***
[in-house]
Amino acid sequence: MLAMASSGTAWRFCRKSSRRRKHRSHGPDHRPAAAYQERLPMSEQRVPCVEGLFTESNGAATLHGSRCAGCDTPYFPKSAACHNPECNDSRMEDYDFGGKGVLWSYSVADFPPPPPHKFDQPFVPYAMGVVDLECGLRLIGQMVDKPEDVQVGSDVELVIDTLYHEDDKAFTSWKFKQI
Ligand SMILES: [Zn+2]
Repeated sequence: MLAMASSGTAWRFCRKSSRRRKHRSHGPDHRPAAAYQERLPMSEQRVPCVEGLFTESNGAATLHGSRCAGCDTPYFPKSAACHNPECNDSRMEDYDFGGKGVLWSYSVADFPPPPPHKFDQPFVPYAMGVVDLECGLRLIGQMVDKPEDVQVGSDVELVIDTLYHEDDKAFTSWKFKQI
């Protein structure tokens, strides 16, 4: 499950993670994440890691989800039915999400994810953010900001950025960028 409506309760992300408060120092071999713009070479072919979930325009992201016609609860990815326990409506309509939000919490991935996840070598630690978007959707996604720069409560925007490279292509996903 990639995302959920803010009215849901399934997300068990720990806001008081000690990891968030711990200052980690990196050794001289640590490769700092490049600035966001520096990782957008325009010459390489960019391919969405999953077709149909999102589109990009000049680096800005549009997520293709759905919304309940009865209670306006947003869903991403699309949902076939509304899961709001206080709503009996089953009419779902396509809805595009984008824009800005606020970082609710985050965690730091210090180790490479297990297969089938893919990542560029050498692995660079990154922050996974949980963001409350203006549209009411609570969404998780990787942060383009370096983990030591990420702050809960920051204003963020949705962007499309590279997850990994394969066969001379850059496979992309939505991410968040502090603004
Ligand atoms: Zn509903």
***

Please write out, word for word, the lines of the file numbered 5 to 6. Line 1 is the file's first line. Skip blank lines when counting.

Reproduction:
């Protein structure tokens, strides 16, 4: 499950993670994440890691989800039915999400994810953010900001950025960028 409506309760992300408060120092071999713009070479072919979930325009992201016609609860990815326990409506309509939000919490991935996840070598630690978007959707996604720069409560925007490279292509996903 990639995302959920803010009215849901399934997300068990720990806001008081000690990891968030711990200052980690990196050794001289640590490769700092490049600035966001520096990782957008325009010459390489960019391919969405999953077709149909999102589109990009000049680096800005549009997520293709759905919304309940009865209670306006947003869903991403699309949902076939509304899961709001206080709503009996089953009419779902396509809805595009984008824009800005606020970082609710985050965690730091210090180790490479297990297969089938893919990542560029050498692995660079990154922050996974949980963001409350203006549209009411609570969404998780990787942060383009370096983990030591990420702050809960920051204003963020949705962007499309590279997850990994394969066969001379850059496979992309939505991410968040502090603004
Ligand atoms: Zn509903």